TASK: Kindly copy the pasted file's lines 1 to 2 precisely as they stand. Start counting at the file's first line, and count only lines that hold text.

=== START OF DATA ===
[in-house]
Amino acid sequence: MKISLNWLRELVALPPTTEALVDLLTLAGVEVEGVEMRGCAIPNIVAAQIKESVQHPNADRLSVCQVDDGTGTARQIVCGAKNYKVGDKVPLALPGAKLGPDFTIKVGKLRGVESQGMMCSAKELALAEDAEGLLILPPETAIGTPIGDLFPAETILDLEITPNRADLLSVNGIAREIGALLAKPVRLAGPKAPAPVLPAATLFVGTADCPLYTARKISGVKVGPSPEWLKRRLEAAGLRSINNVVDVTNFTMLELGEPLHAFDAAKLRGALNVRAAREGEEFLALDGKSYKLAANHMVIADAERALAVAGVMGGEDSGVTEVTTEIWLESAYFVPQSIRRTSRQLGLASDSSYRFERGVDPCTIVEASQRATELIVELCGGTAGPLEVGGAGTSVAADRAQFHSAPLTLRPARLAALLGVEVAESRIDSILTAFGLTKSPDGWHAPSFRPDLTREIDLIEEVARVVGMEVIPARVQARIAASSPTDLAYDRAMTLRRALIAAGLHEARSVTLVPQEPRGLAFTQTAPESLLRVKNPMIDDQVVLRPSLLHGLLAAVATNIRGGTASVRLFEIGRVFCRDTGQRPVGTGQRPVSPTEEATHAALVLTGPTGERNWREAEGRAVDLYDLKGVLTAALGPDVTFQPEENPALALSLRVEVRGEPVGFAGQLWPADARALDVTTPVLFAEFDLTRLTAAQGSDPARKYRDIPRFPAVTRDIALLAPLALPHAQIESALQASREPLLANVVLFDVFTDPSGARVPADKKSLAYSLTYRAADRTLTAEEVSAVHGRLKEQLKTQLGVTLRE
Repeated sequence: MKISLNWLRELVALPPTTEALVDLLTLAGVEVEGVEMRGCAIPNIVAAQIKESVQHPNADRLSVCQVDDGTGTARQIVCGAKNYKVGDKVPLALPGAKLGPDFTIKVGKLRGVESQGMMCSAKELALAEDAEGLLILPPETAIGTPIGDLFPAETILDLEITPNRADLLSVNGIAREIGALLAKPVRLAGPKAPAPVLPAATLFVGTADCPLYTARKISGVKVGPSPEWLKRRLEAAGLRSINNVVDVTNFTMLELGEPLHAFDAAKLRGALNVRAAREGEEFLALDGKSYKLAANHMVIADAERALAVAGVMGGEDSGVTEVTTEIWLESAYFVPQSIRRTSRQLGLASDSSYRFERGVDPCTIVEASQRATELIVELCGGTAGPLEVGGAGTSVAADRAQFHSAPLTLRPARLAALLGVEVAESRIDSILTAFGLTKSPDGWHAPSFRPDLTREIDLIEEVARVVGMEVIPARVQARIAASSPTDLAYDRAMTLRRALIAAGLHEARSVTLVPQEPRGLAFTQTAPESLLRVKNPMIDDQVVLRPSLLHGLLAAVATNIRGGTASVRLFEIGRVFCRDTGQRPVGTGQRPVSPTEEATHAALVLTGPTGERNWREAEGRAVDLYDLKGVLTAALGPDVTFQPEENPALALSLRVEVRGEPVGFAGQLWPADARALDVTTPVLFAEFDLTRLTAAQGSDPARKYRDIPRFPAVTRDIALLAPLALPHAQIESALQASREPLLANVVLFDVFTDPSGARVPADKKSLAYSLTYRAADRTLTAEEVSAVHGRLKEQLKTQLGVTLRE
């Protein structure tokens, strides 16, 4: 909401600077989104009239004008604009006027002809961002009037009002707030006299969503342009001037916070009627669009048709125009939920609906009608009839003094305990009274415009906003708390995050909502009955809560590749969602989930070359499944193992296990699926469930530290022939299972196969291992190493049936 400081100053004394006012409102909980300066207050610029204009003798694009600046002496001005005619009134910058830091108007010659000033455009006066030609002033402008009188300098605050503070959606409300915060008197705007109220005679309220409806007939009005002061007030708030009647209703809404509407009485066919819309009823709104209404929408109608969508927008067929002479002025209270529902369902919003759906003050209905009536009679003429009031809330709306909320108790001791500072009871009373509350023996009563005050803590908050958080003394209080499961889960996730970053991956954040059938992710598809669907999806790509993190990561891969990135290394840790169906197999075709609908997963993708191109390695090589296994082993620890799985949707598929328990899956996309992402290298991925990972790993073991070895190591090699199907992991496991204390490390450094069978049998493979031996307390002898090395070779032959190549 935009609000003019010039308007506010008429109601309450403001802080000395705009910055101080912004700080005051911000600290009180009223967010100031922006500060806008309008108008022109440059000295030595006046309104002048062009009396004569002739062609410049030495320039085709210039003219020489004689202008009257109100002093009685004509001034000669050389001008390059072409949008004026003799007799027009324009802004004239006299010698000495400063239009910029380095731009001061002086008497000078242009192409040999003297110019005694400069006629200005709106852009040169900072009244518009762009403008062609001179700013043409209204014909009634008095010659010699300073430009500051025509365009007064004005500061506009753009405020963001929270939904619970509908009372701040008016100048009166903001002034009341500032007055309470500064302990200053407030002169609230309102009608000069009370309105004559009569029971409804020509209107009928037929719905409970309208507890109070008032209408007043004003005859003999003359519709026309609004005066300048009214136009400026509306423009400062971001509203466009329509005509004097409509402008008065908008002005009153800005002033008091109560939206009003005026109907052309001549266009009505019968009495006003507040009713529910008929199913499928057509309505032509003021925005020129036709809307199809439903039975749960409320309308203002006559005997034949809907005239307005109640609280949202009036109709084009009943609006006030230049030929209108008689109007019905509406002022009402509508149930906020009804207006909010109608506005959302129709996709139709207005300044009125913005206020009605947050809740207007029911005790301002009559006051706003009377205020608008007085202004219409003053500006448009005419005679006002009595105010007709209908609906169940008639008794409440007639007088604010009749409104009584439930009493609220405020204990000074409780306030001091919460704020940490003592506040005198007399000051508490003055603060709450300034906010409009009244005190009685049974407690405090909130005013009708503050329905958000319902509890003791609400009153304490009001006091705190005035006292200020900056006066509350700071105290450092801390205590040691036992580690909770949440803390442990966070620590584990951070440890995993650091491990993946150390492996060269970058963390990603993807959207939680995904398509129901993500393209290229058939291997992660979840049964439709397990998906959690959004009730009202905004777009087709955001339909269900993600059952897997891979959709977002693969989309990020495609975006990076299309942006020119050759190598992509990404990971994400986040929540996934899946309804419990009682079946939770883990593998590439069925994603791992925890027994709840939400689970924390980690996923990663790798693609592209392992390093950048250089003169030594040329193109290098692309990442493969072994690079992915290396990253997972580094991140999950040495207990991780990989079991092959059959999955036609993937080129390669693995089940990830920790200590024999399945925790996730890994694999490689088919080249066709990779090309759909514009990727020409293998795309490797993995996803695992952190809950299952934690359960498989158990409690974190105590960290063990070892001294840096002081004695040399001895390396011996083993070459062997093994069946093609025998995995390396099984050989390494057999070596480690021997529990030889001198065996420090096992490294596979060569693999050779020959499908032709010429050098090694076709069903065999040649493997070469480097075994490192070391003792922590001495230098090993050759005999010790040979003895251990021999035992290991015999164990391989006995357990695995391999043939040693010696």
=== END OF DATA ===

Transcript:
[in-house]
Amino acid sequence: MKISLNWLRELVALPPTTEALVDLLTLAGVEVEGVEMRGCAIPNIVAAQIKESVQHPNADRLSVCQVDDGTGTARQIVCGAKNYKVGDKVPLALPGAKLGPDFTIKVGKLRGVESQGMMCSAKELALAEDAEGLLILPPETAIGTPIGDLFPAETILDLEITPNRADLLSVNGIAREIGALLAKPVRLAGPKAPAPVLPAATLFVGTADCPLYTARKISGVKVGPSPEWLKRRLEAAGLRSINNVVDVTNFTMLELGEPLHAFDAAKLRGALNVRAAREGEEFLALDGKSYKLAANHMVIADAERALAVAGVMGGEDSGVTEVTTEIWLESAYFVPQSIRRTSRQLGLASDSSYRFERGVDPCTIVEASQRATELIVELCGGTAGPLEVGGAGTSVAADRAQFHSAPLTLRPARLAALLGVEVAESRIDSILTAFGLTKSPDGWHAPSFRPDLTREIDLIEEVARVVGMEVIPARVQARIAASSPTDLAYDRAMTLRRALIAAGLHEARSVTLVPQEPRGLAFTQTAPESLLRVKNPMIDDQVVLRPSLLHGLLAAVATNIRGGTASVRLFEIGRVFCRDTGQRPVGTGQRPVSPTEEATHAALVLTGPTGERNWREAEGRAVDLYDLKGVLTAALGPDVTFQPEENPALALSLRVEVRGEPVGFAGQLWPADARALDVTTPVLFAEFDLTRLTAAQGSDPARKYRDIPRFPAVTRDIALLAPLALPHAQIESALQASREPLLANVVLFDVFTDPSGARVPADKKSLAYSLTYRAADRTLTAEEVSAVHGRLKEQLKTQLGVTLRE